Children under the age of two years benefit from learning in a calm and unrushed environment. Teachers implement respectful care routines that are responsive to each child's needs that reflect whānau preferences. These are well supported by high levels of communication between teachers and whānau.

A designated teacher provides additional support for children with diverse learning needs. This includes liaising with external agencies to access additional assistance and guidance for teachers and whānau.

The centre manager and head teacher work closely with the owners and teachers to provide a service that reflects the centre's philosophy. They are knowledgeable about early childhood education and are well respected by the owners, teachers, whānau and children. A focus for centre managers is to further develop a collaborative approach, among the new teaching team to continue to strengthen and provide quality care and education for infants and toddlers.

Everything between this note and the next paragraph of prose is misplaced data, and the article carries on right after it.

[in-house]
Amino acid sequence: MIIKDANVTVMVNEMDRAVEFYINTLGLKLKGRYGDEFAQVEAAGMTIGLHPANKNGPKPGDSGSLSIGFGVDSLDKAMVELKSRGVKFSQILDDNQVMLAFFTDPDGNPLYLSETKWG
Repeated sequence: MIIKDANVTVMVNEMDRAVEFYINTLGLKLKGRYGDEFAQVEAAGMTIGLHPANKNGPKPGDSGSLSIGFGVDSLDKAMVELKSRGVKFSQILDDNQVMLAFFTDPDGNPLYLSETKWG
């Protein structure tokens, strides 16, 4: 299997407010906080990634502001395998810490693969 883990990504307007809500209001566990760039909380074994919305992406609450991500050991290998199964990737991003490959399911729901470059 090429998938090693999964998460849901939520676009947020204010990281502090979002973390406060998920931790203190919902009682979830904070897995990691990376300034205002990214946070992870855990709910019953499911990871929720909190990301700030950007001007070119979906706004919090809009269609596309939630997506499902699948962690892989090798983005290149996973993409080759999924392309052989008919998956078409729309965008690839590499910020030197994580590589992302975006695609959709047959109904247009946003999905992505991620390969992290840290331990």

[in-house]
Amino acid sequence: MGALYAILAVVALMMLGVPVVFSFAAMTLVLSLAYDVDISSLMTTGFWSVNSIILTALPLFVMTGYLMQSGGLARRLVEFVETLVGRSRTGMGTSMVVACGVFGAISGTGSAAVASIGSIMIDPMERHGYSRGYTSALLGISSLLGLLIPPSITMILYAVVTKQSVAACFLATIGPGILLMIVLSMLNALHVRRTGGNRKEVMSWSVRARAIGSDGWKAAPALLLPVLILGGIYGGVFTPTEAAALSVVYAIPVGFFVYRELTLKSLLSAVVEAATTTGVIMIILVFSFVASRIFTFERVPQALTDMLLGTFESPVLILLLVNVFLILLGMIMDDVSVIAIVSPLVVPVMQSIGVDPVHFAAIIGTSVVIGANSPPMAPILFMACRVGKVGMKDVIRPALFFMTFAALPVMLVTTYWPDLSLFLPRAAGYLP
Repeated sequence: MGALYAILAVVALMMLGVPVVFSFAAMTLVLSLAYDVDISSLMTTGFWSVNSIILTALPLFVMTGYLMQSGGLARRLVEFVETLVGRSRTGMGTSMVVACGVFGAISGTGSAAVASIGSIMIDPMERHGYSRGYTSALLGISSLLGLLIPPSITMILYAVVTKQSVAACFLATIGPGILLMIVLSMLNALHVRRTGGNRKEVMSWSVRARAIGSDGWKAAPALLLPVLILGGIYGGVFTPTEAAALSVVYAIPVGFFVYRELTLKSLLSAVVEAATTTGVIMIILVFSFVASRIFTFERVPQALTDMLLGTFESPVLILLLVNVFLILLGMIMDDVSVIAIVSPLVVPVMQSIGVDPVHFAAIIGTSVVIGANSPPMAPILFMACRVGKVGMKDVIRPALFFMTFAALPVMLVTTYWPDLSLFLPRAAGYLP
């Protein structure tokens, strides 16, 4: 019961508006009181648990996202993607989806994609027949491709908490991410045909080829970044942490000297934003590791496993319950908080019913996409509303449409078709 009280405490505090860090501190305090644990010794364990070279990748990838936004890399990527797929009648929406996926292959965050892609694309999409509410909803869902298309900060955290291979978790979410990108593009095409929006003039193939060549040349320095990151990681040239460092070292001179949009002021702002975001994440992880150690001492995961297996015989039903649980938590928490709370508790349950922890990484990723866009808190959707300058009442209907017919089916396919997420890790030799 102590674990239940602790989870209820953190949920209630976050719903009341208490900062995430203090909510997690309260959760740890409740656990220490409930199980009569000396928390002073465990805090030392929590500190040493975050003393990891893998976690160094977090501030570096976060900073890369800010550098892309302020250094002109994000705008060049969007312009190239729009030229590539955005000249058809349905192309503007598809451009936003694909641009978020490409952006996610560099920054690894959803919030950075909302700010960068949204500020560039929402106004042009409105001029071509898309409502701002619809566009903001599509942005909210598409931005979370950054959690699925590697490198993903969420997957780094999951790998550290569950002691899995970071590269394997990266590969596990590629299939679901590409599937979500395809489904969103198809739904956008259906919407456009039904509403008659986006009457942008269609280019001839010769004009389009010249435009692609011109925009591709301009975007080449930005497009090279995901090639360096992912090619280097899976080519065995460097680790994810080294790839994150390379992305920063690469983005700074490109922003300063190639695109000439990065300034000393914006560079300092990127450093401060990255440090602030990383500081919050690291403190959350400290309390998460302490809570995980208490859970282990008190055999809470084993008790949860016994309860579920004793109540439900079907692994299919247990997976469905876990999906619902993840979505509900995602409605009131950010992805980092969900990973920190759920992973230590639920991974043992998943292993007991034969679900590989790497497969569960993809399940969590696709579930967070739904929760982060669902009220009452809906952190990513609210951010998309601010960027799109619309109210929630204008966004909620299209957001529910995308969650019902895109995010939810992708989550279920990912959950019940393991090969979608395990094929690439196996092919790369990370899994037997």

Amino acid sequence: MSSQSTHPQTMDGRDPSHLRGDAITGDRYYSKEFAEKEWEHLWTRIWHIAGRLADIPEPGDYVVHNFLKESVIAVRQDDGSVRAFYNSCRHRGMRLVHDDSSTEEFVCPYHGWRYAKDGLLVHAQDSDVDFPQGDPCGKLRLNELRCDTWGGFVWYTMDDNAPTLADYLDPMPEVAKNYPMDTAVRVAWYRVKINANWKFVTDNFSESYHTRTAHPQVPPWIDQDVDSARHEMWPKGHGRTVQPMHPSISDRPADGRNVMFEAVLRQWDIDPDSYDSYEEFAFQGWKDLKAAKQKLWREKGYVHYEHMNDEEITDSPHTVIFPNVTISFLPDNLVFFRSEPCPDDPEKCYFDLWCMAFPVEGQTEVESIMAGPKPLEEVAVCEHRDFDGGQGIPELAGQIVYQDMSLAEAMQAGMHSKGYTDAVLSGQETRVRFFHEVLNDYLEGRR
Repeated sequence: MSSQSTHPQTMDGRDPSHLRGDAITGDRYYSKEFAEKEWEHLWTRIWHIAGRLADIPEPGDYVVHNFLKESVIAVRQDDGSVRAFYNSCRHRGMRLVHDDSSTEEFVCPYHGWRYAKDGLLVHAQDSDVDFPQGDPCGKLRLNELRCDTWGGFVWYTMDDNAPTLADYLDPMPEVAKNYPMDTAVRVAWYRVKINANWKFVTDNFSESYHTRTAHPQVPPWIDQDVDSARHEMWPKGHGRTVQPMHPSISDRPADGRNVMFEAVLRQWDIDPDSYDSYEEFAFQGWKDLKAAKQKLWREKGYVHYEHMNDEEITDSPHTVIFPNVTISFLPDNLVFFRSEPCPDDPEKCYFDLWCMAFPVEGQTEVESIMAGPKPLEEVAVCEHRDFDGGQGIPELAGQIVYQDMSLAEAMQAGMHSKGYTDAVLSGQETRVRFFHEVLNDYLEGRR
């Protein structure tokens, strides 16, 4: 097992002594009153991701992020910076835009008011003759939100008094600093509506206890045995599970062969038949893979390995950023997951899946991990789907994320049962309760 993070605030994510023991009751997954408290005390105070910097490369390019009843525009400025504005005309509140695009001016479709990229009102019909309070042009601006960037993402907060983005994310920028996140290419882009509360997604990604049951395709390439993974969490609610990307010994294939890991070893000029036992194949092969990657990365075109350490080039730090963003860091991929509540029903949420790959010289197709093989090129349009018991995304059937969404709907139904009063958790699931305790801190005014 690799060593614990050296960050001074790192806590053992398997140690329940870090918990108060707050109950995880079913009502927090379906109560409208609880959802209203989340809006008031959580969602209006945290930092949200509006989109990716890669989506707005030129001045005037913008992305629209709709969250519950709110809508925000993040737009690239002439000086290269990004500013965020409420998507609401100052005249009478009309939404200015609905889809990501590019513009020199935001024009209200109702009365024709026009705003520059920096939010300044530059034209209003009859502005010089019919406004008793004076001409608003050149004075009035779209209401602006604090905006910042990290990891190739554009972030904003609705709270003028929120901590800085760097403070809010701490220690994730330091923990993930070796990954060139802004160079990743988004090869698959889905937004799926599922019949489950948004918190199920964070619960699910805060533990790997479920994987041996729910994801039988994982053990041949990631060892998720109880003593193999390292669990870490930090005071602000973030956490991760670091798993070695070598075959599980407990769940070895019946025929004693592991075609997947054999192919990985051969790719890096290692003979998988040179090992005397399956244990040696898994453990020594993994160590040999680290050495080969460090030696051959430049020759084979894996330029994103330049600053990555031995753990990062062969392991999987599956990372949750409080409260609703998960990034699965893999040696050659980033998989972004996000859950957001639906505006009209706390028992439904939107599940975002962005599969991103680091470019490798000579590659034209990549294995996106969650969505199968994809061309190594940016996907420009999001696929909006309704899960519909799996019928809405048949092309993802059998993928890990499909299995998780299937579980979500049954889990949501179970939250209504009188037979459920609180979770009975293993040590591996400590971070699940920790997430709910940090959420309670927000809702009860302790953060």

Key Next Step

The key next step for the centre is to access ongoing professional learning for teachers to support them to develop a shared understanding of effective teaching practice for infants and toddlers.

Management Assurance on Legal Requirements

Before the review, the staff and management of Kids Time Early Learning Centre completed an ERO Centre Assurance Statement and Self-Audit Checklist. In these documents they attested that they have taken all reasonable steps to meet their legal obligations related to:

  • curriculum
  • premises and facilities
  • health and safety practices
  • governance, management and administration.

During the review, ERO looked at the service’s systems for managing the following areas that have a potentially high impact on children's wellbeing:

  • emotional safety (including positive guidance and child protection)

  • physical safety (including supervision; sleep procedures; accidents; medication; hygiene; excursion policies and procedures)

  • suitable staffing (including qualification levels; police vetting; teacher registration; ratios)